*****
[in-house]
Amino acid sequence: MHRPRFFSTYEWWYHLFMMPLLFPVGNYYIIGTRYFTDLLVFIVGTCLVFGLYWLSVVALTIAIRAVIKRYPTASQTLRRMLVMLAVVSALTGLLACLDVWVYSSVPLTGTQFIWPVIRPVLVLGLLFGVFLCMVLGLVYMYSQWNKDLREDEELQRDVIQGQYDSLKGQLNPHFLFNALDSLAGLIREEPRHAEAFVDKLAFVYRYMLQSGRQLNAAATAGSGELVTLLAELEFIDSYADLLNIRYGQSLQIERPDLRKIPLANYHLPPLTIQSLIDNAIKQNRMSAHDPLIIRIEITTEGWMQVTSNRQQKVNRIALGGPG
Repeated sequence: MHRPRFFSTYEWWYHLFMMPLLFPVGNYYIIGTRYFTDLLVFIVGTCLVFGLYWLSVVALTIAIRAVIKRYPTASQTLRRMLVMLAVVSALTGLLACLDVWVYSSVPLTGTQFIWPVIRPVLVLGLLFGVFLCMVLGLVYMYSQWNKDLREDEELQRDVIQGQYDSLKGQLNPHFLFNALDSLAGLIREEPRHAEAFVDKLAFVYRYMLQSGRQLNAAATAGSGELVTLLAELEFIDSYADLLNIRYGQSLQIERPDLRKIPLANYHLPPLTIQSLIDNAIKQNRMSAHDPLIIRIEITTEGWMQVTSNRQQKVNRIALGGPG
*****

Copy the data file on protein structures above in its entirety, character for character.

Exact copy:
[in-house]
Amino acid sequence: MHRPRFFSTYEWWYHLFMMPLLFPVGNYYIIGTRYFTDLLVFIVGTCLVFGLYWLSVVALTIAIRAVIKRYPTASQTLRRMLVMLAVVSALTGLLACLDVWVYSSVPLTGTQFIWPVIRPVLVLGLLFGVFLCMVLGLVYMYSQWNKDLREDEELQRDVIQGQYDSLKGQLNPHFLFNALDSLAGLIREEPRHAEAFVDKLAFVYRYMLQSGRQLNAAATAGSGELVTLLAELEFIDSYADLLNIRYGQSLQIERPDLRKIPLANYHLPPLTIQSLIDNAIKQNRMSAHDPLIIRIEITTEGWMQVTSNRQQKVNRIALGGPG
Repeated sequence: MHRPRFFSTYEWWYHLFMMPLLFPVGNYYIIGTRYFTDLLVFIVGTCLVFGLYWLSVVALTIAIRAVIKRYPTASQTLRRMLVMLAVVSALTGLLACLDVWVYSSVPLTGTQFIWPVIRPVLVLGLLFGVFLCMVLGLVYMYSQWNKDLREDEELQRDVIQGQYDSLKGQLNPHFLFNALDSLAGLIREEPRHAEAFVDKLAFVYRYMLQSGRQLNAAATAGSGELVTLLAELEFIDSYADLLNIRYGQSLQIERPDLRKIPLANYHLPPLTIQSLIDNAIKQNRMSAHDPLIIRIEITTEGWMQVTSNRQQKVNRIALGGPG